Scouts' anguish: Leadership failed youth by protecting predators

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The Catholic Church hierarchy isn't the only male-dominated organization that had a difficult time protecting children from sexual predators in its midst. It took an order from the Oregon Supreme Court to force the Boy Scouts of America to release more than 5,000 names listed in its "ineligible volunteers files."

It is unconscionable that the Boy Scouts sat on a list of suspected and confirmed pedophiles for decades without sharing it with authorities. And it's no consolation that men who were believed to have been child molesters were kicked out of scout troops, yet rarely turned over to the police.

Some of the blacklisted scoutmasters wound their way into other troops where they continued to abuse young victims. The "perversion files" as they became known, were compiled between 1947 and 2005. They contain the names of self-admitted pedophiles as well as people who have never been convicted of sex crimes, including 40 in Western Pennsylvania.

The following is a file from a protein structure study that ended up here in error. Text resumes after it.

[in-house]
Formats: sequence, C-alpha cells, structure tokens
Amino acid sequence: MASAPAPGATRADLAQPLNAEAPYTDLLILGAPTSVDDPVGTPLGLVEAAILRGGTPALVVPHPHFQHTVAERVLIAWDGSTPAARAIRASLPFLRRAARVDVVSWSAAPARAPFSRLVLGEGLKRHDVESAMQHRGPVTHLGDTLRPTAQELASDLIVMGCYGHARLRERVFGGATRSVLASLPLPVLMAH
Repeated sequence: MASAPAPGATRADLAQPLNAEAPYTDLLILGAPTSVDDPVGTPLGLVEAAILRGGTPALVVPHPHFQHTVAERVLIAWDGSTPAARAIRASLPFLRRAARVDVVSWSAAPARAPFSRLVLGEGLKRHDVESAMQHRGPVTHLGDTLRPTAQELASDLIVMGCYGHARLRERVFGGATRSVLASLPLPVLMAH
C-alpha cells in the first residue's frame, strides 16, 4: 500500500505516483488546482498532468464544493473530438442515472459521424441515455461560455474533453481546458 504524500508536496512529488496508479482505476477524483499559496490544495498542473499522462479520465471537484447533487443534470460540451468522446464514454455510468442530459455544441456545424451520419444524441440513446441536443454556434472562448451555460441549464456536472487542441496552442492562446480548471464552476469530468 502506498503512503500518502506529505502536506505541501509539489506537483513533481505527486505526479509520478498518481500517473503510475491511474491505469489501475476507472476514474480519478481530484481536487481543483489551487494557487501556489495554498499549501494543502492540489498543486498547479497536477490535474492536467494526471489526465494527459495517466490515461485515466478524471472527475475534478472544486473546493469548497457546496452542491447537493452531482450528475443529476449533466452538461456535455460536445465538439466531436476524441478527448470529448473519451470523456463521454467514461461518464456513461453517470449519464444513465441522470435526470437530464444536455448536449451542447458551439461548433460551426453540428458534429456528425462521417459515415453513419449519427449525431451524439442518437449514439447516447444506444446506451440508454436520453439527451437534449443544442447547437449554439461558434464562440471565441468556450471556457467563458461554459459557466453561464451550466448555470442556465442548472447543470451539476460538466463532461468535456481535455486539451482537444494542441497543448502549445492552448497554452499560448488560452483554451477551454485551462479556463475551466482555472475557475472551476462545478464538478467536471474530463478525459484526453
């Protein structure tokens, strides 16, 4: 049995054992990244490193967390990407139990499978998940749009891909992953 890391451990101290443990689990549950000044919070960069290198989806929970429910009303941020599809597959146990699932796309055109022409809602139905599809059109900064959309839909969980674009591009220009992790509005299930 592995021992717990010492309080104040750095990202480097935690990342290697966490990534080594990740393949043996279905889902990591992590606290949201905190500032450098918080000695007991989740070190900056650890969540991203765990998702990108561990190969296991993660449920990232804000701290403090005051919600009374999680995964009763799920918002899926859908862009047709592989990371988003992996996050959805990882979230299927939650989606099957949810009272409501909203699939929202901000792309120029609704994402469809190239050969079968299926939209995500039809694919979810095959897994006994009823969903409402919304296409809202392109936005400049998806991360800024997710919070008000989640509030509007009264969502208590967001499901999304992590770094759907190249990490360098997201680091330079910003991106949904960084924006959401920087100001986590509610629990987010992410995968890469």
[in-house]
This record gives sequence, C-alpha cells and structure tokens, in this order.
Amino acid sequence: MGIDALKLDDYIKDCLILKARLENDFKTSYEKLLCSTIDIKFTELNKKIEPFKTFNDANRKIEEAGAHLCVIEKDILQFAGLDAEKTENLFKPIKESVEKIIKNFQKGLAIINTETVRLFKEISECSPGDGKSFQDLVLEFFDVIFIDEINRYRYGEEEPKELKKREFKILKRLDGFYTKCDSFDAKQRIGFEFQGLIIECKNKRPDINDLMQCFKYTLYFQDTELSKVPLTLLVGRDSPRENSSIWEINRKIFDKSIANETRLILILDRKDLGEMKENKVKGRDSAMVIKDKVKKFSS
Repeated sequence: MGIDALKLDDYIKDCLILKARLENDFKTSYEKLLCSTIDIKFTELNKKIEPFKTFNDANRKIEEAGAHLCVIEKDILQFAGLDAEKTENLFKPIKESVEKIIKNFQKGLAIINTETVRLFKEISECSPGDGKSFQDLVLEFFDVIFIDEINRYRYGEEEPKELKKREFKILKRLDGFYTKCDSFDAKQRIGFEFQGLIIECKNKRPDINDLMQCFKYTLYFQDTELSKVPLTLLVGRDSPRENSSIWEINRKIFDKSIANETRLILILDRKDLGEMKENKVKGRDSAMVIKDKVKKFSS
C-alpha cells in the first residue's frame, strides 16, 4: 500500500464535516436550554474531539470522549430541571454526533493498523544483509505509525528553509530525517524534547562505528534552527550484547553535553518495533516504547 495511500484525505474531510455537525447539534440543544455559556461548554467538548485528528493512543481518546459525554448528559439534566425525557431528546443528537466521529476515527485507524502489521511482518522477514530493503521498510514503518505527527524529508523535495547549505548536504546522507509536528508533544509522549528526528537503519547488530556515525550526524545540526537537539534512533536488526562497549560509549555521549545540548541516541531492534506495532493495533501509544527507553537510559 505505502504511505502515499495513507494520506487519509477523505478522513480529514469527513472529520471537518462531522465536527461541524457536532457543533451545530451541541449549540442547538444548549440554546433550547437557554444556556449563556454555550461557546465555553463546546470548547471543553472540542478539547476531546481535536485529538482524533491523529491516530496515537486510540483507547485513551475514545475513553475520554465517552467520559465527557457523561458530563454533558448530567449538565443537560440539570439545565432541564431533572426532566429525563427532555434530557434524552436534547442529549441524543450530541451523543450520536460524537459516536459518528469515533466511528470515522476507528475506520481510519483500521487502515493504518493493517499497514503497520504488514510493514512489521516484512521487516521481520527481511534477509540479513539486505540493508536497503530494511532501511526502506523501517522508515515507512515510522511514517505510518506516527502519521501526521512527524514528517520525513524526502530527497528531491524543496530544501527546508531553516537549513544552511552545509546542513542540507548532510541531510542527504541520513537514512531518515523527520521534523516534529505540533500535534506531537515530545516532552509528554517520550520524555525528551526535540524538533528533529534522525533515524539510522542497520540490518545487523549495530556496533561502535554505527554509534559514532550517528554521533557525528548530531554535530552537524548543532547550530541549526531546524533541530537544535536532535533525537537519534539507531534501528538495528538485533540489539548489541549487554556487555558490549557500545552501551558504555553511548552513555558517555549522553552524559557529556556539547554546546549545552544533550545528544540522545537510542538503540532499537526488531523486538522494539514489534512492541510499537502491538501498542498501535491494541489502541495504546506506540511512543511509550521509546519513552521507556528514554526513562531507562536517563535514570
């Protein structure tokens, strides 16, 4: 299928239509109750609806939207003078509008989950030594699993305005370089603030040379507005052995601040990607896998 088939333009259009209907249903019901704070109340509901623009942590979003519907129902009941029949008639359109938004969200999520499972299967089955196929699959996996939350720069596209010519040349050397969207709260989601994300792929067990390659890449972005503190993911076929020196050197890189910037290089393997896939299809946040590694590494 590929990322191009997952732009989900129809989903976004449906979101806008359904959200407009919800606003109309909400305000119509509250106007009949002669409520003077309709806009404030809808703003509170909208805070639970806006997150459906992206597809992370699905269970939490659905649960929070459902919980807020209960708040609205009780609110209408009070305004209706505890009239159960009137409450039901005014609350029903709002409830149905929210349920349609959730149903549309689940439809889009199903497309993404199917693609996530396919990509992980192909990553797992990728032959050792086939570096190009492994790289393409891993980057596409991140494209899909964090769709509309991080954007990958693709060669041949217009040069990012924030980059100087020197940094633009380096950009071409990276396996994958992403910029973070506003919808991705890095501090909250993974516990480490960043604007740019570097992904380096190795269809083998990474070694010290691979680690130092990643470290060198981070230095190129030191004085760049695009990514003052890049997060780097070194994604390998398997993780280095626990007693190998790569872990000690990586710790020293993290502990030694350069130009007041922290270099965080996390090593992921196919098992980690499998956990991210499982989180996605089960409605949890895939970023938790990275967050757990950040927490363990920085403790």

This is similar to the situation that confronted the Catholic Church during its own struggle with reporting pedophiles. The result has cost both organizations institutional esteem.

The Boy Scouts organization has admitted the insufficiency, inappropriateness and ineptness of its response to these crimes. Its humility is refreshing, but it comes too late for hundreds of youths who were assaulted by sexual predators over the years.

Now that the names of alleged abusers are circulating, there is little that can be done for many of their victims due to statutes of limitation. But for the others, now is the time to press their case. Justice that tarries is better than no justice at all.

opinion_editorials


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